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May 30, 2006
Allen Susser: National Mango (Promotion) Board
The Packer  by Laura Pate
Allen Susser: National Mango (Promotion) Board Allen Susser, 49, is a celebrity chef who owns Chef Allen's, a Aventura, Fla., restaurant. The white-tablecloth eatery serves what Susser calls "palm tree cuisine," which draws heavily from tropical fruits and vegetables.

Susser graduated No. 1 in his class from the restaurant management school at New York City Technical College in 1976. He earned a bachelor's degree in hospitality from Florida International University in 1978.

Since then, he has written three books: "New World Cuisine and Cookery," "The Great Mango Book" and "The Great Citrus Book."

In May, Susser appeared as "Mango Man" in a promotional campaign by the Orlando, Fla.-based National Mango Promotion Board. He conducted in-store mango demonstrations in early May at retail stores in the West, Southwest and Southeast.

Q: What is your favorite dish that uses fresh produce?

A: Where do I begin? My favorite ? that's so hard to say. I like to combine fresh fish with tropical fruits, so one of my favorite dishes would have to be the Bahamian lobster and crab cake with tropical fruit chutney and vanilla bean burblanc. I think it's got a great array of flavors and techniques, as well as presentation. In the crab cake, I do a Latin sofrito, a vegetable flavor base with tomatoes, onions, garlic and white wine. And I make the Bahamian lobster and crab cake also with fresh basil and scallions. The chutney has mango, papaya, guava and pineapples with some allspice, cinnamon cloves and brown sugar. The vanilla burblanc has vanilla beans, shallots, celery, white wine and black peppercorn.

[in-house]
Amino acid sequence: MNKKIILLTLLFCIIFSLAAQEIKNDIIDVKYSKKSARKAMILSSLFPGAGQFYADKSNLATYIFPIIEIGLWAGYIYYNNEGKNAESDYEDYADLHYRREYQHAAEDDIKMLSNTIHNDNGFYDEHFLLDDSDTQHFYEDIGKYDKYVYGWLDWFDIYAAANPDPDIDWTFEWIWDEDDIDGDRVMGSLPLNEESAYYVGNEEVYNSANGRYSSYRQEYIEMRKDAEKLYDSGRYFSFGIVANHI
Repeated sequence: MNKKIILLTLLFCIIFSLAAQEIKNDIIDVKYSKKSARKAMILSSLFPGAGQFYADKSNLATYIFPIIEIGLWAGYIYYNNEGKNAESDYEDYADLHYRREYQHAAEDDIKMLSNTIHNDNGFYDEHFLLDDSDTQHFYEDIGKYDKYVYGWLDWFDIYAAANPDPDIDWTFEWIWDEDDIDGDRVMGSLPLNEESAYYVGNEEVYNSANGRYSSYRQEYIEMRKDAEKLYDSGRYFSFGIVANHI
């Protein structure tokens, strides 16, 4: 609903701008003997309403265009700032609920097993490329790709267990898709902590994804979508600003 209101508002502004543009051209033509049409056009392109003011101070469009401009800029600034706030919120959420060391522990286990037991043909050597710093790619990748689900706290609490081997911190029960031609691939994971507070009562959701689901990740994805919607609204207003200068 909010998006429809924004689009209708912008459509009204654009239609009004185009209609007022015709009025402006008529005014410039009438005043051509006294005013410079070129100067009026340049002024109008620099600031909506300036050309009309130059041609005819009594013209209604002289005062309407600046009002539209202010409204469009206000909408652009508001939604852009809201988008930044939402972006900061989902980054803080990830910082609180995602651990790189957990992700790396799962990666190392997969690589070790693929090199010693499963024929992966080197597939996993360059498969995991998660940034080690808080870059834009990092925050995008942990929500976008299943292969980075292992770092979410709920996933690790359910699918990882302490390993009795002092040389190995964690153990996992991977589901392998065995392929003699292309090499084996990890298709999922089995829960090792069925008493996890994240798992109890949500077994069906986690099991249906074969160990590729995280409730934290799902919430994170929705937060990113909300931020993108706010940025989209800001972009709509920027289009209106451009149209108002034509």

Q: What do fresh fruits and vegetables add to your cooking?

A: Fresh fruits and vegetables add flavor, color, bulk, fiber, vitamins and everything. I think it (fresh produce) is an inspiration and a wonderful component of my cooking.

Q: What are your favorite fruits and vegetables and why?

A: That's like asking (who is) my favorite child. I do like to cook somewhat seasonally and regionally, and I live by a lot of tropical fruits. Mango is probably my No. 1 fruit, although I do like the other tropical fruits : papaya, pineapple and guava. I like the boniato : the Latin American white sweet potato. At the same time, I like plantains, bananas, coconuts, yucca and calabasa (squash).

To me, it's the palate of ingredients that are kind of here in the Miami area. In Miami, with the 90% humidity and 90-degree heat, you sort of look at ingredients differently.

Q: Why did you decide to do the "Mango Man" promotion?

A: I guess first off, I love mangoes. I love the way they taste. I love how easy they are to cook with, as well as eat fresh and ripe. I think mangoes really take on spices wonderfully, and you can heat them with fires and you can cool them with ice. They can be ripe, and they can be green. There are probably 50 to 60 varieties that I can easily find in Florida.

I actually trade mangoes for dinners here. If people bring me a wheelbarrow of mangoes, I'll cook them a five-course dinner. I get to meet lots of wonderful people who grow mangoes. Some grow professionally, and some just grow in their backyards. They need to share with the rest of Miami, because otherwise they're just sharing with the squirrels.

I get inspired to cook all these dishes with mangoes : mango mojitos, mango martinis, mango shrimp, mango rice marmalades, mango cheesecakes. There are so many mango dishes. It really depends on the individual mango.